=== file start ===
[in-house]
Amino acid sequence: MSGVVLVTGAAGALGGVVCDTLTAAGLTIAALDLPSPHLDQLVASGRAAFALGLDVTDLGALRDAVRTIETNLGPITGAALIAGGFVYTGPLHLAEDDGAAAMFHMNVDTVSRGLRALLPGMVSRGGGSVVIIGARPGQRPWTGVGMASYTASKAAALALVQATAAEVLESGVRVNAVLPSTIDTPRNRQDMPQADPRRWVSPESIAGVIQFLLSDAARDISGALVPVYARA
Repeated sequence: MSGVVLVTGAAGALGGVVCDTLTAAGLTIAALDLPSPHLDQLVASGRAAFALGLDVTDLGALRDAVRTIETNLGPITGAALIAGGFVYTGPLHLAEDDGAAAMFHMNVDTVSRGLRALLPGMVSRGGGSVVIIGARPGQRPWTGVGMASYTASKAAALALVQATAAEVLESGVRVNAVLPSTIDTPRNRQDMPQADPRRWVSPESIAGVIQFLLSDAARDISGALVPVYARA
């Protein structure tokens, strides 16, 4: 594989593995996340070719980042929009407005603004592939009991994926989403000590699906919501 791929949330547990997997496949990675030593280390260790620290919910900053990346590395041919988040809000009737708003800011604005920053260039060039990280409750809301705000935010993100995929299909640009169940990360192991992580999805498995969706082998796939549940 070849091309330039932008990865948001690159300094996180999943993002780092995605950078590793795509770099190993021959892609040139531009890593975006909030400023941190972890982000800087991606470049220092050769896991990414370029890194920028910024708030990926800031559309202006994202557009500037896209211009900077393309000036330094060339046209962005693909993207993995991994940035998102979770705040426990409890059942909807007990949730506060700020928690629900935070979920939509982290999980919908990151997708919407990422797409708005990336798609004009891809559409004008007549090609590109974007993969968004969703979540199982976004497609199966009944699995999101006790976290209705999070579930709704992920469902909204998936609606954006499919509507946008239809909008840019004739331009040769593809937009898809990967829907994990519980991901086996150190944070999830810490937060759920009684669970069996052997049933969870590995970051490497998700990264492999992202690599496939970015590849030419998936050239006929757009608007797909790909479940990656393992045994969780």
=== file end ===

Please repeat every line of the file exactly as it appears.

[in-house]
Amino acid sequence: MSGVVLVTGAAGALGGVVCDTLTAAGLTIAALDLPSPHLDQLVASGRAAFALGLDVTDLGALRDAVRTIETNLGPITGAALIAGGFVYTGPLHLAEDDGAAAMFHMNVDTVSRGLRALLPGMVSRGGGSVVIIGARPGQRPWTGVGMASYTASKAAALALVQATAAEVLESGVRVNAVLPSTIDTPRNRQDMPQADPRRWVSPESIAGVIQFLLSDAARDISGALVPVYARA
Repeated sequence: MSGVVLVTGAAGALGGVVCDTLTAAGLTIAALDLPSPHLDQLVASGRAAFALGLDVTDLGALRDAVRTIETNLGPITGAALIAGGFVYTGPLHLAEDDGAAAMFHMNVDTVSRGLRALLPGMVSRGGGSVVIIGARPGQRPWTGVGMASYTASKAAALALVQATAAEVLESGVRVNAVLPSTIDTPRNRQDMPQADPRRWVSPESIAGVIQFLLSDAARDISGALVPVYARA
């Protein structure tokens, strides 16, 4: 594989593995996340070719980042929009407005603004592939009991994926989403000590699906919501 791929949330547990997997496949990675030593280390260790620290919910900053990346590395041919988040809000009737708003800011604005920053260039060039990280409750809301705000935010993100995929299909640009169940990360192991992580999805498995969706082998796939549940 070849091309330039932008990865948001690159300094996180999943993002780092995605950078590793795509770099190993021959892609040139531009890593975006909030400023941190972890982000800087991606470049220092050769896991990414370029890194920028910024708030990926800031559309202006994202557009500037896209211009900077393309000036330094060339046209962005693909993207993995991994940035998102979770705040426990409890059942909807007990949730506060700020928690629900935070979920939509982290999980919908990151997708919407990422797409708005990336798609004009891809559409004008007549090609590109974007993969968004969703979540199982976004497609199966009944699995999101006790976290209705999070579930709704992920469902909204998936609606954006499919509507946008239809909008840019004739331009040769593809937009898809990967829907994990519980991901086996150190944070999830810490937060759920009684669970069996052997049933969870590995970051490497998700990264492999992202690599496939970015590849030419998936050239006929757009608007797909790909479940990656393992045994969780």